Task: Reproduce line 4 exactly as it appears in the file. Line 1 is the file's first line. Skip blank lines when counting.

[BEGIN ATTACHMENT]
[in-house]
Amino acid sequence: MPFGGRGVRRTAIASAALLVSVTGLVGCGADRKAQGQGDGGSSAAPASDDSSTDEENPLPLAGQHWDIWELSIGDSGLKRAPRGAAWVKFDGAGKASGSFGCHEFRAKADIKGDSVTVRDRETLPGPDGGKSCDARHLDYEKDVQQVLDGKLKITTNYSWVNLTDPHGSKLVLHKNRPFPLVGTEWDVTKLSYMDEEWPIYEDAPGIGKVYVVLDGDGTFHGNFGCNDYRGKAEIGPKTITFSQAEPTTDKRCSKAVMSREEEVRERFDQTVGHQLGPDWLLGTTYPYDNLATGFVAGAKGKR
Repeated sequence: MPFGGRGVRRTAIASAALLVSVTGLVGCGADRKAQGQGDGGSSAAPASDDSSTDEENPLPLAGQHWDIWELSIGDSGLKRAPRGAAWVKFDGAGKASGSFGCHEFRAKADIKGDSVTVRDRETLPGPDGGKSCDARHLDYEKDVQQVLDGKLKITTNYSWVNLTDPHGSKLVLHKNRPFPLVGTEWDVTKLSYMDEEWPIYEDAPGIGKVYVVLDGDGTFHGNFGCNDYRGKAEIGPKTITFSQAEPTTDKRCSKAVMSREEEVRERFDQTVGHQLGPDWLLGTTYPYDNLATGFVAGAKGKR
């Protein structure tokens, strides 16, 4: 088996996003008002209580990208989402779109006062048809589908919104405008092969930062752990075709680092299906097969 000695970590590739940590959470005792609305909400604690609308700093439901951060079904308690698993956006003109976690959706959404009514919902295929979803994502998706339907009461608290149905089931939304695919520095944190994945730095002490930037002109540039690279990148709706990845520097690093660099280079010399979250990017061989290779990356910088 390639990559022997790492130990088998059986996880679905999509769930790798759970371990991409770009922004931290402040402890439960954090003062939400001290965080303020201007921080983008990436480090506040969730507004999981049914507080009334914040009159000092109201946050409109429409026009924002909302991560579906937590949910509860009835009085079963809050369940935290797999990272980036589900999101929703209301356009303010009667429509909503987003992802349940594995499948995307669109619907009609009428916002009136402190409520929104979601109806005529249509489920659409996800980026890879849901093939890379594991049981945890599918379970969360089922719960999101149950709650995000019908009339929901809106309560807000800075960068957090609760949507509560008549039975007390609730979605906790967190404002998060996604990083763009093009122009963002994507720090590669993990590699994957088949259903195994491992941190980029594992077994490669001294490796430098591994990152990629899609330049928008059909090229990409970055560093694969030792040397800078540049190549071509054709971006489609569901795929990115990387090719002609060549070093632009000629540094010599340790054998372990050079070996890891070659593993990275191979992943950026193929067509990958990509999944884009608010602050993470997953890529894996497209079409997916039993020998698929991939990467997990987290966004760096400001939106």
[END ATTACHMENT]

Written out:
């Protein structure tokens, strides 16, 4: 088996996003008002209580990208989402779109006062048809589908919104405008092969930062752990075709680092299906097969 000695970590590739940590959470005792609305909400604690609308700093439901951060079904308690698993956006003109976690959706959404009514919902295929979803994502998706339907009461608290149905089931939304695919520095944190994945730095002490930037002109540039690279990148709706990845520097690093660099280079010399979250990017061989290779990356910088 390639990559022997790492130990088998059986996880679905999509769930790798759970371990991409770009922004931290402040402890439960954090003062939400001290965080303020201007921080983008990436480090506040969730507004999981049914507080009334914040009159000092109201946050409109429409026009924002909302991560579906937590949910509860009835009085079963809050369940935290797999990272980036589900999101929703209301356009303010009667429509909503987003992802349940594995499948995307669109619907009609009428916002009136402190409520929104979601109806005529249509489920659409996800980026890879849901093939890379594991049981945890599918379970969360089922719960999101149950709650995000019908009339929901809106309560807000800075960068957090609760949507509560008549039975007390609730979605906790967190404002998060996604990083763009093009122009963002994507720090590669993990590699994957088949259903195994491992941190980029594992077994490669001294490796430098591994990152990629899609330049928008059909090229990409970055560093694969030792040397800078540049190549071509054709971006489609569901795929990115990387090719002609060549070093632009000629540094010599340790054998372990050079070996890891070659593993990275191979992943950026193929067509990958990509999944884009608010602050993470997953890529894996497209079409997916039993020998698929991939990467997990987290966004760096400001939106």